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Brain Res. 2004 Mar 5;999(2):167-74.

Compromised metabolic recovery following spontaneous spreading depression in the penumbra.

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Department of Neurological Surgery, School of Medicine, Case Western Reserve University, The Research Institute of University Hospitals of Cleveland, 10900 Euclid Avenue, Cleveland, OH 44106-4939, USA.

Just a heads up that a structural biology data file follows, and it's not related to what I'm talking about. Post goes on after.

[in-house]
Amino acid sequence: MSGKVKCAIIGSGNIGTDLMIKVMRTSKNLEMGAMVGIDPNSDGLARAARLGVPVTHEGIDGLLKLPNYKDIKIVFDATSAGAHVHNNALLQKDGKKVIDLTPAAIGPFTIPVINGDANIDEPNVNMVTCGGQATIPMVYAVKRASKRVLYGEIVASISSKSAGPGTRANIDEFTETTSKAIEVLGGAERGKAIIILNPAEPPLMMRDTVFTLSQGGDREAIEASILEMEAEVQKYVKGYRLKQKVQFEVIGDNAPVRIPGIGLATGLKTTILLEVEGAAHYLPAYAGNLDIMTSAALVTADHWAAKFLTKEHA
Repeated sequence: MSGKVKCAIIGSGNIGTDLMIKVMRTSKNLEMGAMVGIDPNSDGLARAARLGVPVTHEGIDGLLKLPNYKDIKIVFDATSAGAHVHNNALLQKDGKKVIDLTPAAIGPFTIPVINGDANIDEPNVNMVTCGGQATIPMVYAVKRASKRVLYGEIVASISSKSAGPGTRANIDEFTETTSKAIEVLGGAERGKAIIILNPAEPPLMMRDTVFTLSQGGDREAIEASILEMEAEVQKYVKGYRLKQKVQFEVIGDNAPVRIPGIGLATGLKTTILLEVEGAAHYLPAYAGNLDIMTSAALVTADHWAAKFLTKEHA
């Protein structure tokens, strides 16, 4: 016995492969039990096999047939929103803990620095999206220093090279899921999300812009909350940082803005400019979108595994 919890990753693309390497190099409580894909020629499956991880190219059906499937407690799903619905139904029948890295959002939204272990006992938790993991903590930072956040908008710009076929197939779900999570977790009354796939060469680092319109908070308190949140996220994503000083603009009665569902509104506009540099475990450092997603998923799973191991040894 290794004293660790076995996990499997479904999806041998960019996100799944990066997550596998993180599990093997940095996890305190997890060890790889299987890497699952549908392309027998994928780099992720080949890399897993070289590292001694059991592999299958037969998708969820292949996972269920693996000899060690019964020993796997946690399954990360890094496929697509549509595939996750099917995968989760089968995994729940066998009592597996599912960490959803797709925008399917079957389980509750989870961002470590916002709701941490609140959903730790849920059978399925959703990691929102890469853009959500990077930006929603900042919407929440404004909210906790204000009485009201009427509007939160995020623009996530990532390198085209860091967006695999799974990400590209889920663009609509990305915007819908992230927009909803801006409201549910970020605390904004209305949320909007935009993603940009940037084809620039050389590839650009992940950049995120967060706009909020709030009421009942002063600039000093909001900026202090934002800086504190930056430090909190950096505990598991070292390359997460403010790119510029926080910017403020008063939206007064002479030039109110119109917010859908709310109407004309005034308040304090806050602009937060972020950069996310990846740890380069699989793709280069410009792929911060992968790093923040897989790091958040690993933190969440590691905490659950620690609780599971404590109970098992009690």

Spreading depression (SD) has been demonstrated following focal ischemia, and the additional workload imposed by SD on a tissue already compromised by a marked reduction in blood flow may contribute to the evolution of irreversible damage in the ischemic penumbra. SD was elicited in one group of rats by injecting KCl directly into a frontal craniectomy and the wave of depolarization was recorded in two craniectomies 3 and 6 mm posterior to the first one. In a second group, the middle cerebral artery was occluded using the monofilament technique and a recording electrode was placed 5 mm lateral to the midline and 0.2 mm posterior to bregma. To determine the metabolic response in the penumbral region of the cortex ipsilateral to the occlusion, brains from both groups were frozen in situ when the deflection of the SD was maximal. The spatial metabolic response of SD in the ischemic cortex was compared to that in the non-ischemic cortex. Coronal sections of the brains were lyophilized, pieces of the dorsolateral cortex were dissected and weighed, and analyzed for ATP, P-creatine, inorganic phosphate (Pi), glucose, glycogen and lactate at varying distances anterior and posterior to the recording electrode. ATP and P-creatine levels were significantly decreased at the wavefront in both groups and the levels recovered after passage of the wavefront in the normal brain, but not in the ischemic brain. Glucose and glycogen levels were significantly decreased and lactate levels significantly increased in the tissue after the passage of the wavefront. While the changes in the glucose-related metabolites persisted during recovery even in anterior portions of the cortex in both groups in the aftermath of the SD, the magnitude of the changes was greater in the penumbra than in the normal cortex. SD appears to impose an equivalent increase in energy demands in control and ischemic brain, but the ability of the penumbra to recover from the insult is compromised. Thus, increasing the energy imbalance in the penumbra after multiple SDs may hasten the deterioration of the energy status of the tissue and eventually contribute to terminal depolarization and cell death, particularly in the penumbra.

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